Your event has been in the works for months. Speakers and special guests are booked, entertainment is scheduled, venues are arranged, and you’re ready to share it with the world.
But the world is full of events, from tradeshows to VIP parties and everything in between. Your attendees are being barraged with invites and ads every day, so how do you get noticed? More than getting noticed, how do you actually engage your audience’s attention – and keep it – in the days leading up to your event?
“If only event strategy could be as easy as, ‘If you build it, they will come.’ In reality, there is much pre-promotional work to be done. On its own, an event must be alluring enough to draw in a targeted demographic, but the consumer engagement strategies leading up to the event are equally as important.” - Jenn Maffeo (@JennMaffeo), Online Marketing Manager, Moderne Communications
We’ve identified three pre-event promotional strategies to help you reach your audience:
- Push social media further
- Do something crazy
- Take the online, offline
Three Ways to Push Social
Whether your event is online, offline, or both, leveraging the full power of social media to engage your attendees will define the relationships between your users and your brand.
“Marketers need to integrate social media into the fabric of the event from the very beginning of the planning process. An integrated, holistic approach will trigger the best results – where social is the thread that touches all elements of the event, from beginning to end.” - Alex Frias (@IAmAlexFrias), President, Track Marketing Group
Creating a unique social experience before your event kicks off creates more touchpoints and more engagement with attendees.
“Offering audiences a platform on which to socialize and learn prior to the event can create a better attended event, and an on-site experience attendees spend more time in.” - Kristy Elisano (@SparksMarketing) Vice President of Marketing, Sparks
Social media marketing has moved far beyond brand name hashtags and Facebook fan pages. An effective social campaign blends three big strategies:
- Creating a branded campaign
- Targeting influencers
These elements, working together and woven into your campaign from the beginning, will create excitement and interest around your event.
Create a Branded Campaign
Your consumers and attendees are all over the web. Make sure your team knows the strengths and particulars of each social network you use, and then create branded, targeted content to use on each.
“By implementing a branded or customized social media hashtag, Twitter account, Facebook page, Instagram account, Pinterest account, or any other social media account, brands can effectively quench curiosity by providing more relevant event information and content for consumer indulgence.” - Jen Maffeo (@JennMaffeo)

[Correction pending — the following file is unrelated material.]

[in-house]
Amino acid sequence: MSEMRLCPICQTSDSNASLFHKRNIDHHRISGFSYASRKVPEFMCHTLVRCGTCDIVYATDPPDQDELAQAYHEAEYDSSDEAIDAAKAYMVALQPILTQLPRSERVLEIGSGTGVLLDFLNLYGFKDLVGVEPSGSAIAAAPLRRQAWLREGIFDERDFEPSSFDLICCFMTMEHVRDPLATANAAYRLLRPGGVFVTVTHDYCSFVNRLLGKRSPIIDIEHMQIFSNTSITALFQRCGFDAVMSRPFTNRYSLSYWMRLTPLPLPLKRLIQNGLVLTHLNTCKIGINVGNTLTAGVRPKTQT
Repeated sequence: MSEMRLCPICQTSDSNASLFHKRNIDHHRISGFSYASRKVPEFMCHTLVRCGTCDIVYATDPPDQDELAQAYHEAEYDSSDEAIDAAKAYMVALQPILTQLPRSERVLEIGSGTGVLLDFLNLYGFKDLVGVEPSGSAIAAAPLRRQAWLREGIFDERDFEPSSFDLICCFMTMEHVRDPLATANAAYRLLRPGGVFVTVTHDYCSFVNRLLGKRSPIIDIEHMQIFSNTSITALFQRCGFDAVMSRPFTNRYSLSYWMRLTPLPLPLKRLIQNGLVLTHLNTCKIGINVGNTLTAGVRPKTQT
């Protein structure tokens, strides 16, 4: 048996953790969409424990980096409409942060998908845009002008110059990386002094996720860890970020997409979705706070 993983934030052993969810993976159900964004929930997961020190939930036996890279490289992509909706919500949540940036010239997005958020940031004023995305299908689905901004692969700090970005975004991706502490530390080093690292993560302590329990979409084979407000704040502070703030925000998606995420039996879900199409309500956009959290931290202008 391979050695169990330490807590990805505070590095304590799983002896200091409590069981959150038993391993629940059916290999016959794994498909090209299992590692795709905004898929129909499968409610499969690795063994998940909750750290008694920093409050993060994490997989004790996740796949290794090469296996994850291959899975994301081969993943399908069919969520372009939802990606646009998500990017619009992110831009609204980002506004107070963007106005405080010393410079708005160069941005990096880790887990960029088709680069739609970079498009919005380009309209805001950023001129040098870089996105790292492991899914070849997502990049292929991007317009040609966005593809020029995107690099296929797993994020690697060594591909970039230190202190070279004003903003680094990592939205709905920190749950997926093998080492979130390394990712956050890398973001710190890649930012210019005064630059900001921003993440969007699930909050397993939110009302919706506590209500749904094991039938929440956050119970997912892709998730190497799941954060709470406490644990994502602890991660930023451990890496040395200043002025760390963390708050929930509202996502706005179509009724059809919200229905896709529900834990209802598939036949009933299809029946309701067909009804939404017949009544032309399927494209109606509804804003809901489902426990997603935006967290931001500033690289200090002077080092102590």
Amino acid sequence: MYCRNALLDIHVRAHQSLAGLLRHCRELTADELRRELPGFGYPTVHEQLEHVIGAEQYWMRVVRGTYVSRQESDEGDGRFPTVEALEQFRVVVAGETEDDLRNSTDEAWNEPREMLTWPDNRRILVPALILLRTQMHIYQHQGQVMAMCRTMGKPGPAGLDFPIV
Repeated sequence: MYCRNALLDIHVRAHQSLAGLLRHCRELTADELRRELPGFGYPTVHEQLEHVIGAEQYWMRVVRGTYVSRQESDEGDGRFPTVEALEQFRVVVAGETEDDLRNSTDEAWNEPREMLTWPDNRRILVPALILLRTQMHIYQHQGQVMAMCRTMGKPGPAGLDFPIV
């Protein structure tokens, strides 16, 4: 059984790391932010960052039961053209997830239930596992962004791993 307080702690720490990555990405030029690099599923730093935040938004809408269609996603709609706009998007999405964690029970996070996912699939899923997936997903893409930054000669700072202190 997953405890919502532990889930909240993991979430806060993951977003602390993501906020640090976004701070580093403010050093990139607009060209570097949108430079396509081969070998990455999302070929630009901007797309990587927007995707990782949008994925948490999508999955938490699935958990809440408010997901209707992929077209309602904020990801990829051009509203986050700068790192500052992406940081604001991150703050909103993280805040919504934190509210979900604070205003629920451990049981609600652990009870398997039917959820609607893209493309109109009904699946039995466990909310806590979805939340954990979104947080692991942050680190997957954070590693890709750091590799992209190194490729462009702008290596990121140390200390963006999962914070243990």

Creating a branded, online campaign that spans a variety of social media networks will also keep your content alive and circulating long after the event is over.
Influencers are going to do a lot of your work for you, so start by identifying the people who your audience trusts. These are people who have a broad online presence - a big audience on their blog, active and engaging social media channels, etc. Influencers have endeared themselves to their fans, and earned a window for promoting events, causes, products and choices. Web services like Klout make it easy to locate and engage online influencers.
Once you’ve found them, roll out the red carpet.
“When engaging influencers, there almost always have to be social incentives - whether they receive early access to event details, or special VIP perks, etc. It’s important to show special guests that they have been thought of. We always track these interactions, and try to engage these users prior to the event to keep them excited.” - Rachel Bogin (@CityEventions), Vice President of Creative Services, City Eventions
As your influencers continue to buy-in, they will continue to talk about their experiences with your brand. Their followers will engage, and your social media marketing efforts will be amplified.
Listening: The Other Half of Social Media
Using social media to broadcast a message is nothing new. There may always be new and better ways to do it, but, eventually, one-way communication on social networks is found out and ignored. Brands and marketers that really connect with consumers turn over the microphone - and the controls - at strategic times.
“We've leveraged a lot of different social tactics for our event activations, including hashtag integration (please don't automatically do #BrandName or #EventName) and live tweeting. For some of our recent concert and live stream productions we've been able to engage with the social communities by giving them the authority to effect the on-site event setup, run-of-show, and effects on stage.” - Alex Frias (@IAmAlexFrias)